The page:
August 2011 - Congresswoman Kay Granger traveled to Israel and the West Bank to learn more about regional politics as well as the American-Israeli relationship.
August 2009 - Governor Rick Perry received the Defender of Jerusalem award, which is given to public figures who have demonstrated support and commitment to the state of Israel and its capitol, while on a trip to Israel. While there Gov Perry also met with high ranking Israeli government officials including Prime Minister Benjamin Netanyahu and President Shimon Peres. “I have long supported the right of a Jewish state to exist in the Middle East and firmly believe in the protection and preservation of democratic states in that part of the world,” Gov. Perry said. Read more about Gov Perry and the award, CLICK HERE.
June 2007 - Governor Perry travelled to Israel, met with Prime Minister Ehud Olmert and received the "Friend of Zion" award from the Israeli government. While there, Gov. Perry met with multiple Israeli businesspeople interested in expanding into Texas and also announced his campaign to lead Texas companies in divestment from Iran and Sudan. His trip and meetings eventually led to his sponsorship and founding of the Texas-Israel Chamber of Commerce.
July 2003 - US Representative Tom Delay led a mission to Israel and spoke about the prospects for peace and possible peace initiatives in front of the Israeli parliament, the Knesset. In his speech, Delay echoed his outspoken opinions against land concessions and Israeli MK Aryeh Eldad commented afterwards that the speech would have made Delay the most conservative member of Israel's parliament.
The U.S.-Israel relationship is based on the twin pillars of shared values and mutual interests. Given this commonality of interests and beliefs, it should not be surprising that support for Israel is one of the most pronounced and consistent foreign policy values of the American people.
It is more difficult to devise programs that capitalize on the two nations' shared values than their security interests; nevertheless, such programs do exist. In fact, these SHARED VALUE INITIATIVES cover a broad range of areas, including the environment, science and technology, education and health.
Today's interdependent global economy requires that trade policy be developed at the national and state level.
Many states have recognized the opportunity for realizing significant benefits by seeking to increase trade with Israel. No fewer than 33 states, including Texas, have cooperative agreements with Israel.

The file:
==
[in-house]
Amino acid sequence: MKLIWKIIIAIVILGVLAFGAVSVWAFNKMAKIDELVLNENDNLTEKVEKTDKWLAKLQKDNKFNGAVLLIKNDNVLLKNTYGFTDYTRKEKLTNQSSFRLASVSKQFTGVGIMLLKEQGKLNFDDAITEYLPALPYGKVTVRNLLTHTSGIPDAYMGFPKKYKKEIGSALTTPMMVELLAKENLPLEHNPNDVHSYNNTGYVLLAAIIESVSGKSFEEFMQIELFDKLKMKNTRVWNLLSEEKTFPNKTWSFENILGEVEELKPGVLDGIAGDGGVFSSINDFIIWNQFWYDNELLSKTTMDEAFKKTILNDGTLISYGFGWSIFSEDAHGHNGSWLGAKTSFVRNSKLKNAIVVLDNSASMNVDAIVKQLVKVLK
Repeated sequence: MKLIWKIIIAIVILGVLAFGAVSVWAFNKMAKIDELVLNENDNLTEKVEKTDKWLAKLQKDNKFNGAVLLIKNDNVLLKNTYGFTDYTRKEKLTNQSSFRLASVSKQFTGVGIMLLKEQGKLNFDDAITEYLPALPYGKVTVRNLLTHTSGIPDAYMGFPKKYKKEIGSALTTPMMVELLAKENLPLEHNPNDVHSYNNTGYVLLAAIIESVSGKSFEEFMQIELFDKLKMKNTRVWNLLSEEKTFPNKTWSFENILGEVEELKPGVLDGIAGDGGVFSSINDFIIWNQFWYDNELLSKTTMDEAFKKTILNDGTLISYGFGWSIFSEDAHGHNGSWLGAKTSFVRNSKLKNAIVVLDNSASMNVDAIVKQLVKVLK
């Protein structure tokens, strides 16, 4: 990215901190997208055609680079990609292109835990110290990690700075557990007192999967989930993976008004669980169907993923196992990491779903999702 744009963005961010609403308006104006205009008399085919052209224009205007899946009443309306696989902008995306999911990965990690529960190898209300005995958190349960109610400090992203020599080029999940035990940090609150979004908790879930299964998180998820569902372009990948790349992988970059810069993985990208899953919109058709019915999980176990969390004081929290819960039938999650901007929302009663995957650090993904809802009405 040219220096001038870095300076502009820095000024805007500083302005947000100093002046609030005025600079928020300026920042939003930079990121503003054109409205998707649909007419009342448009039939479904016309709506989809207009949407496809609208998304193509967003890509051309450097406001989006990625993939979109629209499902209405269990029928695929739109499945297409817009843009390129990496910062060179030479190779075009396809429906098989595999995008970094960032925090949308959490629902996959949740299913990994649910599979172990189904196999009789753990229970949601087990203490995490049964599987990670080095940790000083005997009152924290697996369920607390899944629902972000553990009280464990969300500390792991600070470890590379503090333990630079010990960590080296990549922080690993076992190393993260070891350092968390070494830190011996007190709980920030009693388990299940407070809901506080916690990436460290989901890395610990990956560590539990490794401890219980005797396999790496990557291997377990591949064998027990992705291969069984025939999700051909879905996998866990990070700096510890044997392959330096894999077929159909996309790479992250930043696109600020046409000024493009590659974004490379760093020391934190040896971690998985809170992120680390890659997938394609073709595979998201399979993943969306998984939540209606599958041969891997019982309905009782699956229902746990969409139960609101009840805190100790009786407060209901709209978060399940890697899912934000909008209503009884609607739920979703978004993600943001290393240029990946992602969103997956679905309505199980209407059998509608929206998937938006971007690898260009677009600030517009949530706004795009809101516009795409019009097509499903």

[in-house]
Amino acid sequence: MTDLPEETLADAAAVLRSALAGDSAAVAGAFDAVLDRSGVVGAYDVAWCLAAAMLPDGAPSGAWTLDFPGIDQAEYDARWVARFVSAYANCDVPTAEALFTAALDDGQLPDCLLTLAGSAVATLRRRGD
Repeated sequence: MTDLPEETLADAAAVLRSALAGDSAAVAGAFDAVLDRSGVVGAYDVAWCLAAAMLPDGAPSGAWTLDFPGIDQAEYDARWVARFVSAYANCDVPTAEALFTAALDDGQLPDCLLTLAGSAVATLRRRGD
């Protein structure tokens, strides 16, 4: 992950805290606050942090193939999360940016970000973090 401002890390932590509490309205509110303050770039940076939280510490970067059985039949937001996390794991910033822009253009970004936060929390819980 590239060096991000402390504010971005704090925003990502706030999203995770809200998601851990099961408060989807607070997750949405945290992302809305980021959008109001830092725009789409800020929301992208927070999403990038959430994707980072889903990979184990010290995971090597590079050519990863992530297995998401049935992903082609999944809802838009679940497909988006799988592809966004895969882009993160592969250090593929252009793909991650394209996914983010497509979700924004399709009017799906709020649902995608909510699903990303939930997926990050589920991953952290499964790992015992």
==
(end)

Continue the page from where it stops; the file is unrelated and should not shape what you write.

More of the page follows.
In 2010, Texas exported over $675 million worth of manufactured goods to Israel. The total value of exports since 1996 exceeds $9.9 billion. Israel now ranks as Texas' 15th leading trade partner.
In addition, Texas companies received nearly $43.5 million in 2010 for U.S. government-funded military contracts with Israel through the Foreign Military Financing (FMF) program (U.S. military assistance to Israel). Some of the Texas companied that received contracts through the FMF program include: Flexible Life Line Systems, Inc based out of Houston; Worldwide Aerospace, Ltd from Fort Worth; and, Omega Air, Inc from San Antonio.
In 2005, the Texas Treasury purchased $2 million in new State of Israel bonds and renewed $2 million in bonds that were scheduled to mature. The purchase of the new bonds and the renewal of the mature bonds will bring the Texas Treasury's total investment in State of Israel bonds to $20 million. Texas began purchasing State of Israel bonds in 1994.
Israel is certainly a place where potential business and trade partners can be found. It can also be a source, however, for innovative programs and ideas for addressing problems facing the citizens of Texas.
The Texas-Israel Chamber of Commerce has a number of committees in which bilateral programs for sustainable development and conservation are created, introduced and marketed. The TICC has committees that meet regularly and discuss business opportunities in such areas as cleantech, hi-tech, homeland security and defense, life sciences and many more. CLICK HERE to learn more about the committees and to view powerpoint presentations of their most recent projects.
Israel, for example, has developed a number of pioneering education programs. One, the Home Instruction Program for Preschool Youngsters, has been praised by President Clinton as the best preschool program on earth and replicated throughout the country, including Dallas, El Paso, Austin, Houston, Beaumont and San Antonio.